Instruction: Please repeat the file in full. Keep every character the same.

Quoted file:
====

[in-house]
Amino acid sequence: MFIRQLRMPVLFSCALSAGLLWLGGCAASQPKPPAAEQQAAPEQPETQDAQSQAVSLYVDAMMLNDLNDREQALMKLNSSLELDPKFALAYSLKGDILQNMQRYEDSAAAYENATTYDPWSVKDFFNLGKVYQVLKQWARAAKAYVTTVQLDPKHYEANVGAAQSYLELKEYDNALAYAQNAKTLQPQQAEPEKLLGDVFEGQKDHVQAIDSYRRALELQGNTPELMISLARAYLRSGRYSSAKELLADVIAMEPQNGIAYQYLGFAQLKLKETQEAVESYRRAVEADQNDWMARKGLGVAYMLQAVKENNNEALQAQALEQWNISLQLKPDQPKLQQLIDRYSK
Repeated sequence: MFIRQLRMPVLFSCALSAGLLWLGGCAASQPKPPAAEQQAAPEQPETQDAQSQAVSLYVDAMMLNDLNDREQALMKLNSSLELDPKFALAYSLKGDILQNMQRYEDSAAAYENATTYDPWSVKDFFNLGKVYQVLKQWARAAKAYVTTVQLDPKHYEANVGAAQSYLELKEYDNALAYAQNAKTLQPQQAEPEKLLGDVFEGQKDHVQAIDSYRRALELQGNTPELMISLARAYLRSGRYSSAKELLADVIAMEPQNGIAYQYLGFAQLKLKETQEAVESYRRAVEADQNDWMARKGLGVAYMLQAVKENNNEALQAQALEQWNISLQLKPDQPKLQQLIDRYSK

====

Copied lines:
[in-house]
Amino acid sequence: MFIRQLRMPVLFSCALSAGLLWLGGCAASQPKPPAAEQQAAPEQPETQDAQSQAVSLYVDAMMLNDLNDREQALMKLNSSLELDPKFALAYSLKGDILQNMQRYEDSAAAYENATTYDPWSVKDFFNLGKVYQVLKQWARAAKAYVTTVQLDPKHYEANVGAAQSYLELKEYDNALAYAQNAKTLQPQQAEPEKLLGDVFEGQKDHVQAIDSYRRALELQGNTPELMISLARAYLRSGRYSSAKELLADVIAMEPQNGIAYQYLGFAQLKLKETQEAVESYRRAVEADQNDWMARKGLGVAYMLQAVKENNNEALQAQALEQWNISLQLKPDQPKLQQLIDRYSK
Repeated sequence: MFIRQLRMPVLFSCALSAGLLWLGGCAASQPKPPAAEQQAAPEQPETQDAQSQAVSLYVDAMMLNDLNDREQALMKLNSSLELDPKFALAYSLKGDILQNMQRYEDSAAAYENATTYDPWSVKDFFNLGKVYQVLKQWARAAKAYVTTVQLDPKHYEANVGAAQSYLELKEYDNALAYAQNAKTLQPQQAEPEKLLGDVFEGQKDHVQAIDSYRRALELQGNTPELMISLARAYLRSGRYSSAKELLADVIAMEPQNGIAYQYLGFAQLKLKETQEAVESYRRAVEADQNDWMARKGLGVAYMLQAVKENNNEALQAQALEQWNISLQLKPDQPKLQQLIDRYSK